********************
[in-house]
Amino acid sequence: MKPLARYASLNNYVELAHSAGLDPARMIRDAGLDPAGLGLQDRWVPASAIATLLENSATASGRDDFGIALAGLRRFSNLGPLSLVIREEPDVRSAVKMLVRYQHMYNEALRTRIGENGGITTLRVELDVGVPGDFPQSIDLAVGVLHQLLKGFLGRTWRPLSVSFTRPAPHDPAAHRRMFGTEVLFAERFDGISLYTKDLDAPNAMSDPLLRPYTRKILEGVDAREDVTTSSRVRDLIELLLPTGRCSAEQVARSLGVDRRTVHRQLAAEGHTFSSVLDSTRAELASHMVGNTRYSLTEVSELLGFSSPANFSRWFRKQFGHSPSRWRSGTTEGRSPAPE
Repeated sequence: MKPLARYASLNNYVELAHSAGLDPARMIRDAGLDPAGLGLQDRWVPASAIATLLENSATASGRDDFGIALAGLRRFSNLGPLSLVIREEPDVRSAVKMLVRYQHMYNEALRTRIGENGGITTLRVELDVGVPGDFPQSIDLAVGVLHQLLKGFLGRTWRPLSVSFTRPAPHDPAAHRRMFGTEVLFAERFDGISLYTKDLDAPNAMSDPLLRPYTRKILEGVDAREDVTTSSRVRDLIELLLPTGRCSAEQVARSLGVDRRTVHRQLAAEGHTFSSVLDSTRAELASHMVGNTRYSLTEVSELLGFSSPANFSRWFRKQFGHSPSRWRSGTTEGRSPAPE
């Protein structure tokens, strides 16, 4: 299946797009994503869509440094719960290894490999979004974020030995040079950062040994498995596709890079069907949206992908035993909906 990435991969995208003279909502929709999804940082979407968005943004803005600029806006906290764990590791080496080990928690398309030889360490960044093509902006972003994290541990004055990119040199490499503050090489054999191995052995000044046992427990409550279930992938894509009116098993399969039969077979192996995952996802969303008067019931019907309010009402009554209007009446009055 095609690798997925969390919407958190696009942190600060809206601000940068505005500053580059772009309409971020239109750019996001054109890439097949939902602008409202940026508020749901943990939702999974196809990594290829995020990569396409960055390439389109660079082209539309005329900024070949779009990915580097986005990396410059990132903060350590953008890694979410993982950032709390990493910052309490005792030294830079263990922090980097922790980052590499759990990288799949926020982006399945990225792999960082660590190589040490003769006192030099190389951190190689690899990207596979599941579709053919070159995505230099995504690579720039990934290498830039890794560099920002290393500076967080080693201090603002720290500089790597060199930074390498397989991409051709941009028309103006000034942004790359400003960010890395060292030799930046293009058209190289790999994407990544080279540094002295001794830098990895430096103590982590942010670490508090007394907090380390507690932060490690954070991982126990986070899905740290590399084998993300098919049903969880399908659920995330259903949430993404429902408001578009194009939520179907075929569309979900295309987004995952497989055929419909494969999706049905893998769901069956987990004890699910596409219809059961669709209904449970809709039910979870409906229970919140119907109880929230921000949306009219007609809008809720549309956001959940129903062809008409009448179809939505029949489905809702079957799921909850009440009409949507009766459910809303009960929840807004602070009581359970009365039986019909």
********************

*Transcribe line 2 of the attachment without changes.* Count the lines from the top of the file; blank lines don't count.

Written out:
Amino acid sequence: MKPLARYASLNNYVELAHSAGLDPARMIRDAGLDPAGLGLQDRWVPASAIATLLENSATASGRDDFGIALAGLRRFSNLGPLSLVIREEPDVRSAVKMLVRYQHMYNEALRTRIGENGGITTLRVELDVGVPGDFPQSIDLAVGVLHQLLKGFLGRTWRPLSVSFTRPAPHDPAAHRRMFGTEVLFAERFDGISLYTKDLDAPNAMSDPLLRPYTRKILEGVDAREDVTTSSRVRDLIELLLPTGRCSAEQVARSLGVDRRTVHRQLAAEGHTFSSVLDSTRAELASHMVGNTRYSLTEVSELLGFSSPANFSRWFRKQFGHSPSRWRSGTTEGRSPAPE